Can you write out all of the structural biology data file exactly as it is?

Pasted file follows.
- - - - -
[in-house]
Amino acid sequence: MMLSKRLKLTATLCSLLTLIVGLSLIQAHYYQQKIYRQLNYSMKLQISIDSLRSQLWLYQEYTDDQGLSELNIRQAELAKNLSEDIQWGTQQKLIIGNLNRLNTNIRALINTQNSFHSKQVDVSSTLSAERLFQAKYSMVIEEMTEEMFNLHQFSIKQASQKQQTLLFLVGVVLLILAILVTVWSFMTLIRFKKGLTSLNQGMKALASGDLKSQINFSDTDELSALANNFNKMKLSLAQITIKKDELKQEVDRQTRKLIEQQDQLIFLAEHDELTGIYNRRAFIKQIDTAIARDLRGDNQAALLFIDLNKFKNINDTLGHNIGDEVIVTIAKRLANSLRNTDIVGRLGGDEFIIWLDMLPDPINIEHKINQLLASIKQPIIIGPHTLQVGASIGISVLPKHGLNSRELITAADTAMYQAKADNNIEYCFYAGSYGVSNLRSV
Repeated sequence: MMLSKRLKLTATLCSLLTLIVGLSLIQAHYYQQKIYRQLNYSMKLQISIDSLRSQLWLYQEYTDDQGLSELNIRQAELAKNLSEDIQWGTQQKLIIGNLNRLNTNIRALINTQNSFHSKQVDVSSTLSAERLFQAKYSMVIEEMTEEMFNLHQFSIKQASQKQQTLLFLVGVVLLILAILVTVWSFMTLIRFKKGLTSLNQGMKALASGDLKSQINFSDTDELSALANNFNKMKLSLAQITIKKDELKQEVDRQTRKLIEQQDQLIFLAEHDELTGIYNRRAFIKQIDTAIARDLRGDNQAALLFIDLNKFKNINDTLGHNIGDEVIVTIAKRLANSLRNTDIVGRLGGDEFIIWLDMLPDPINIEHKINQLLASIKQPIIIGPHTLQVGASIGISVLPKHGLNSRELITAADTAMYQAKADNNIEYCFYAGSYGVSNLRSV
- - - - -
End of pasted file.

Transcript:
[in-house]
Amino acid sequence: MMLSKRLKLTATLCSLLTLIVGLSLIQAHYYQQKIYRQLNYSMKLQISIDSLRSQLWLYQEYTDDQGLSELNIRQAELAKNLSEDIQWGTQQKLIIGNLNRLNTNIRALINTQNSFHSKQVDVSSTLSAERLFQAKYSMVIEEMTEEMFNLHQFSIKQASQKQQTLLFLVGVVLLILAILVTVWSFMTLIRFKKGLTSLNQGMKALASGDLKSQINFSDTDELSALANNFNKMKLSLAQITIKKDELKQEVDRQTRKLIEQQDQLIFLAEHDELTGIYNRRAFIKQIDTAIARDLRGDNQAALLFIDLNKFKNINDTLGHNIGDEVIVTIAKRLANSLRNTDIVGRLGGDEFIIWLDMLPDPINIEHKINQLLASIKQPIIIGPHTLQVGASIGISVLPKHGLNSRELITAADTAMYQAKADNNIEYCFYAGSYGVSNLRSV
Repeated sequence: MMLSKRLKLTATLCSLLTLIVGLSLIQAHYYQQKIYRQLNYSMKLQISIDSLRSQLWLYQEYTDDQGLSELNIRQAELAKNLSEDIQWGTQQKLIIGNLNRLNTNIRALINTQNSFHSKQVDVSSTLSAERLFQAKYSMVIEEMTEEMFNLHQFSIKQASQKQQTLLFLVGVVLLILAILVTVWSFMTLIRFKKGLTSLNQGMKALASGDLKSQINFSDTDELSALANNFNKMKLSLAQITIKKDELKQEVDRQTRKLIEQQDQLIFLAEHDELTGIYNRRAFIKQIDTAIARDLRGDNQAALLFIDLNKFKNINDTLGHNIGDEVIVTIAKRLANSLRNTDIVGRLGGDEFIIWLDMLPDPINIEHKINQLLASIKQPIIIGPHTLQVGASIGISVLPKHGLNSRELITAADTAMYQAKADNNIEYCFYAGSYGVSNLRSV